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Home :: Archive :: 1999 :: April ::
Re: Who Chooseth Me
The Shakespeare Conference: SHK 10.0726  Friday, 23 April 1999.

[1]     From:   Pete McCluskey <
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        Date:   Thursday, 22 Apr 1999 09:33:21 -0600 (CST)
        Subj:   SHK 10.0694 Who Chooseth Me

[2]     From:   Frank Whigham <
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        Date:   Thursday, 22 Apr 1999 10:54:38 -0700
        Subj:   Re: SHK 10.0708 Re: Who Chooseth Me


[1]-----------------------------------------------------------------
From:           Pete McCluskey <
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Date:           Thursday, 22 Apr 1999 09:33:21 -0600 (CST)
Subject: Who Chooseth Me
Comment:        SHK 10.0694 Who Chooseth Me

John Velz writes, "all the suitors, Bassanio must (if a loser in the
lottery) abandon all hope of marriage to any other woman."  Although
Arragon repeats the conditions of the casket game, the scroll he finds
inside the silver casket implies that he may marry: "Take what wife you
will to bed, / I will ever be your head" (2.9.70-1).  Has Arragon in
fact been released from the prohibition against marriage?

On a slightly-related note, does anyone know whether Morocco has ever
been played with a lisp?  Since his speech suffers from a surfeit of
s-sounds, such as the lines, "By this scimitar / That slew the Sophy and
a Persian prince / That won three fields of Sultan Solymon," such
staging might suggest that beneath his golden exterior lies a silly,
shallow simpleton.  (cf. the Roman Centurion with the naughty name in
Monty Python's "Life of Brian" who publicly orders the release of
"Thamthon the Thaduthee thrangler ... Thiluth the Thyrian athathin ...
theveral thedithiouth thcribeth from Ceatharea"-an imposing figure until
he opens his mouth.)

Selling sea shells by the sea shore,
Pete McCluskey

[2]-------------------------------------------------------------
From:           Frank Whigham <
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Date:           Thursday, 22 Apr 1999 10:54:38 -0700
Subject: 10.0708 Re: Who Chooseth Me
Comment:        Re: SHK 10.0708 Re: Who Chooseth Me

I certainly agree with my friend Bruce Young that more compassionate
motives for marriage were available (confusingly and complexly)
alongside the hierarchical ones, as the Homily on Matrimony shows.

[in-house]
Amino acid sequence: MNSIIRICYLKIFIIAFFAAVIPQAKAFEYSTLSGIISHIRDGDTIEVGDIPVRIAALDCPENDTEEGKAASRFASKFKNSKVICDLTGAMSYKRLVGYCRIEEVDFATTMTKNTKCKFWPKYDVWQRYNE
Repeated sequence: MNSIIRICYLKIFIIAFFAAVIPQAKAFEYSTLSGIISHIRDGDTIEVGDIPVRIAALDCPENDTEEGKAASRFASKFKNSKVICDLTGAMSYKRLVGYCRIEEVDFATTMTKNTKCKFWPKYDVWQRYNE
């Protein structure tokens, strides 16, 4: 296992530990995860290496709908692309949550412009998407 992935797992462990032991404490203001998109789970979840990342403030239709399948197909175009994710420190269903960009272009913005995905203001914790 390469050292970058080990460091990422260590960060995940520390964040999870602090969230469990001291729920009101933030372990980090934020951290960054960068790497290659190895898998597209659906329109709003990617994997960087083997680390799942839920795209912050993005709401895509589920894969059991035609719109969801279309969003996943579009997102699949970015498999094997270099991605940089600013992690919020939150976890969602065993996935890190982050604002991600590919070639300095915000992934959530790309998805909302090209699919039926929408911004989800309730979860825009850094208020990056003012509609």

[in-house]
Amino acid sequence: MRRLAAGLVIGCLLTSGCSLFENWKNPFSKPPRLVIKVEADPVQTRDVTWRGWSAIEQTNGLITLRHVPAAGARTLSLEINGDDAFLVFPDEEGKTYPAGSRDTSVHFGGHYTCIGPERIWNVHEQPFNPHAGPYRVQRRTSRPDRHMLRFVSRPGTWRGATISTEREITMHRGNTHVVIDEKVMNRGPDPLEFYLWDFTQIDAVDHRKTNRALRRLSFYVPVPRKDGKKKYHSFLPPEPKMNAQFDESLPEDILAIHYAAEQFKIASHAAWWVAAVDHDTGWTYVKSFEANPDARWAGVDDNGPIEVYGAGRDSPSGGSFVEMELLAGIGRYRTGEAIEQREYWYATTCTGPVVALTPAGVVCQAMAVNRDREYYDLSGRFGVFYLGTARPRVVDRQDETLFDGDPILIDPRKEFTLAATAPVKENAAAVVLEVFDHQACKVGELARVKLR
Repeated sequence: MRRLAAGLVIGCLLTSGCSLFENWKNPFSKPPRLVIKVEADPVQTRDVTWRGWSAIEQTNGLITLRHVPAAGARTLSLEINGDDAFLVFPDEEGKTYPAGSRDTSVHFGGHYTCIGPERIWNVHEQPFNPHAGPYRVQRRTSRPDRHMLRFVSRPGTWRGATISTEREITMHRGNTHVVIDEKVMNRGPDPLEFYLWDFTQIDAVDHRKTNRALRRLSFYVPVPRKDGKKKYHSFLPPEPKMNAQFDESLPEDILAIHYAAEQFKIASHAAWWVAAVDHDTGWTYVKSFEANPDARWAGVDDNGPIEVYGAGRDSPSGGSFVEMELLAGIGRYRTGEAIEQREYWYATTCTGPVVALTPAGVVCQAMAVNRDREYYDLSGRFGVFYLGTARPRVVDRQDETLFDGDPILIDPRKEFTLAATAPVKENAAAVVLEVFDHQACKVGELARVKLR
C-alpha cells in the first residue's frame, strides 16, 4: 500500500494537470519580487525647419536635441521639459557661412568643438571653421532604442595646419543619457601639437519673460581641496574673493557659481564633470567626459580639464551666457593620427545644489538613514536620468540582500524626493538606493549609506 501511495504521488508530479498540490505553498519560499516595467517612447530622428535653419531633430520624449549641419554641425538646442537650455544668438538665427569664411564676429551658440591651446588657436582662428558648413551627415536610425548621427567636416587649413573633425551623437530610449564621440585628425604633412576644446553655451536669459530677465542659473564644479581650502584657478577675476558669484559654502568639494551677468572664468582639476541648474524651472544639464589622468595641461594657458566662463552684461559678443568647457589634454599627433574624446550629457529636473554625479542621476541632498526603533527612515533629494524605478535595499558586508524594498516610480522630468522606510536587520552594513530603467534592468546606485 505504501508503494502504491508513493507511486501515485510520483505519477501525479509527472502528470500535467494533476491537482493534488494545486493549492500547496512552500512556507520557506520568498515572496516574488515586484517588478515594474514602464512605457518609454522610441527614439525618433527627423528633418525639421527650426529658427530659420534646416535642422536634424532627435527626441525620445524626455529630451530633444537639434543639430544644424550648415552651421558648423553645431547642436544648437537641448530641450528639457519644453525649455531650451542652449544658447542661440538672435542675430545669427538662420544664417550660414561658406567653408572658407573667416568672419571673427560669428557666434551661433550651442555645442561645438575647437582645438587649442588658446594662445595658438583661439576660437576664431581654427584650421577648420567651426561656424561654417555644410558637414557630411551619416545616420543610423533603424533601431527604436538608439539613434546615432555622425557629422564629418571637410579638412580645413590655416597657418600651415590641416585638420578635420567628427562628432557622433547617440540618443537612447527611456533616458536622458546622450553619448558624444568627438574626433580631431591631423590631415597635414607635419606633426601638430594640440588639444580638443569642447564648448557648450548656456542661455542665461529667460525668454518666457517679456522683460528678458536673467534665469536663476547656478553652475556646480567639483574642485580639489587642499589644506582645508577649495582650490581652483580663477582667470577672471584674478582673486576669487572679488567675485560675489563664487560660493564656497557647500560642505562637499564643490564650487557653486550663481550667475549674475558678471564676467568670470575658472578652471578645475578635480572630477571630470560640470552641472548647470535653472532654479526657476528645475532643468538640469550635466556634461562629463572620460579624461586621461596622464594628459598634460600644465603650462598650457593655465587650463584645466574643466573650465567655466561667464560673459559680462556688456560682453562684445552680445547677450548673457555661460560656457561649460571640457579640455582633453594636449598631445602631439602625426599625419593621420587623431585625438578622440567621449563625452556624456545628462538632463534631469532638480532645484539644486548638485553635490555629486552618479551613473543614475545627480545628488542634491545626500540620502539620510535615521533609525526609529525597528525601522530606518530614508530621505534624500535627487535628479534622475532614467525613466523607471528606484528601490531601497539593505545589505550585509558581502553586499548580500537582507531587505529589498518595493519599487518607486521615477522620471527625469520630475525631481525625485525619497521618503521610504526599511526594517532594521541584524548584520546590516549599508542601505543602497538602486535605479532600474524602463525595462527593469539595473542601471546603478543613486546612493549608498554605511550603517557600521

Nonetheless, whatever emotions or motives we impute to Bassanio during
his interrogation of the caskets, he does go to Belmont to solve his
liquidity problems. When Antonio says, "Tell me about this new lady"
(1.1.119-21), Bassanio answers, "'Tis not unknown to you, Antonio, / How
much I have disabled mine estate .  . ." (122-23). Then at 161: "In
Belmont is a lady richly left . . . ." The results of his correct casket
choice certainly include Portia transferring her enormous wealth to him
(to my mind, in a conspicuously potlatch fashion -- but that's another
story). No wonder he "loves" her. He offers her his own "wealth" in
return, of course: the blood that runs in his veins. Some may think it
appropriate to speak of "love" in this marriage, but whatever else we
may think, the play actively emphasizes the financial-acquisition
motive, and makes the transfer-imbalance extreme.

Stone says that "for a young man of gentle birth, the fastest ways of
moving up the social scale  were the lotteries of marriage with an
heiress, Court favour, and success at the law. The first of the three is
usually neglected or ignored by social historians, but it was probably
the commonest method of upward movement for gentlemen: ("Social
Mobility" P&P 33 [1966]: 17-55; quoted from 34-35).

Whether coverture is at issue here may depend on whether we think WS is
working with an English or Venetian model of marriage, but marital
securing of solvency has to be, it seems to me. How it may inflect
emotional matters is a complex question, but one thing we do not have is
a father marrying off his son for the cash (Bassanio has no father, has
only elective relations), a pattern often linked with filial and/or
parental prodigality and with unapproved love-match desires. Whatever
Bassanio's motives are, they're his, and among them the play centralizes
the financial element (though not to the exclusion of others).

I do agree with John Velz that Bassanio offers his rich new wife his
lifestyle. Such a deal. She gets a husband who lives happily beyond his
means, whose trip to Belmont was precisely lifestyle-driven. I expect
she knows this perfectly well, of course; and feels, like Octavius, that
she "can stand the waste." Since he is dearly bought, she will love him
dearly.

Frank Whigham
 

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